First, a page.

Press and Freedom of Speech in Eritrea

teclit photo (1)

— By Teclit form Eritrea

A tiny country in the horn of Africa, Eritrea is mostly known for their human rights violations, lack of freedom of speech, press, and dictatorship. Eritrea borders Ethiopia, Sudan, Djibouti and the Red Sea.

Press: In 1996, the temporary government of Eritrea announced a new law of press. Two years later, in 1998, private newspapers started to be published, and people started to follow and read them. Many critical articles were published, educators started to use these articles, and many youngsters, like students from the University of Asmara, started to work on these sites.

On September 18th 2001, the government announced that they would close private newspapers for the security of the country. Owners and writers started to be detained and kidnapped and we still don’t know where they are.

Not only them; even ministers, generals, military commanders, students, and religious people were detained when they demanded change and democracy.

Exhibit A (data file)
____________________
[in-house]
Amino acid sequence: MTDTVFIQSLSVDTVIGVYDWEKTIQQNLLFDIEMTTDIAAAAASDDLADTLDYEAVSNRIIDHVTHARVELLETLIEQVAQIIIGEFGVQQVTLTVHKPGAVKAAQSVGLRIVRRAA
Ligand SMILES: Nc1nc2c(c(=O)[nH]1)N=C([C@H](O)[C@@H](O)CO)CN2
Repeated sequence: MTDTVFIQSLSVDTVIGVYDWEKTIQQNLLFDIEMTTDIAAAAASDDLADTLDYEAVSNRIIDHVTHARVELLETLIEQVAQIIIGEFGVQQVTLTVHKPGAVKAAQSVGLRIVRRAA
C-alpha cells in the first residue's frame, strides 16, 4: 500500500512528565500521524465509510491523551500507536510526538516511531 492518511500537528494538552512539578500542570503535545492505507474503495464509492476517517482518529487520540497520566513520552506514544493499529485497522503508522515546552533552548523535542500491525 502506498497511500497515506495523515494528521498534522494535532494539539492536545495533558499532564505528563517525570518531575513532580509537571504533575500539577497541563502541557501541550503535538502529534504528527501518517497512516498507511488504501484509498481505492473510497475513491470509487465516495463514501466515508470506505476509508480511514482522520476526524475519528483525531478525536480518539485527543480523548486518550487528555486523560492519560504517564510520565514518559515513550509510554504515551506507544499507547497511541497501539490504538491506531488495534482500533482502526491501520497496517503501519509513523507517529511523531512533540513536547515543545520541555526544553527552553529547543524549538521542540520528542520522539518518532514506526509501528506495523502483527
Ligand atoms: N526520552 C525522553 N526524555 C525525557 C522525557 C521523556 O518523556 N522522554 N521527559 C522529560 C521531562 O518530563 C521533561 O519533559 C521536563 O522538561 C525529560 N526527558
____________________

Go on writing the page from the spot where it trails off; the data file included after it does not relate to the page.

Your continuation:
I will always remember the journalists that sacrificed their lives for freedom of speech and press: Dawit Isaac, Amanuel Asrat, Fissehaye Joshua, Dawit, Temesgen, Matiwos, Mahmud, Sium Tsehaye…and many other unknown journalists are in prison.

Freedom of speech: In Eritrea, freedom of speech is not accepted. People can’t criticise events, things, or officials, and if heard, they are known as guilty in Eritrea. If you listen to a radio programme from abroad, you could be sentenced by security. At events, you are not allowed to speak unless you are in support of the government officials. Critics are not liked by the leaders. Many innocent people, like Asmara University students, are detained for more than 10 years. Some of them have escaped, while others have lost their lives in detention centers.

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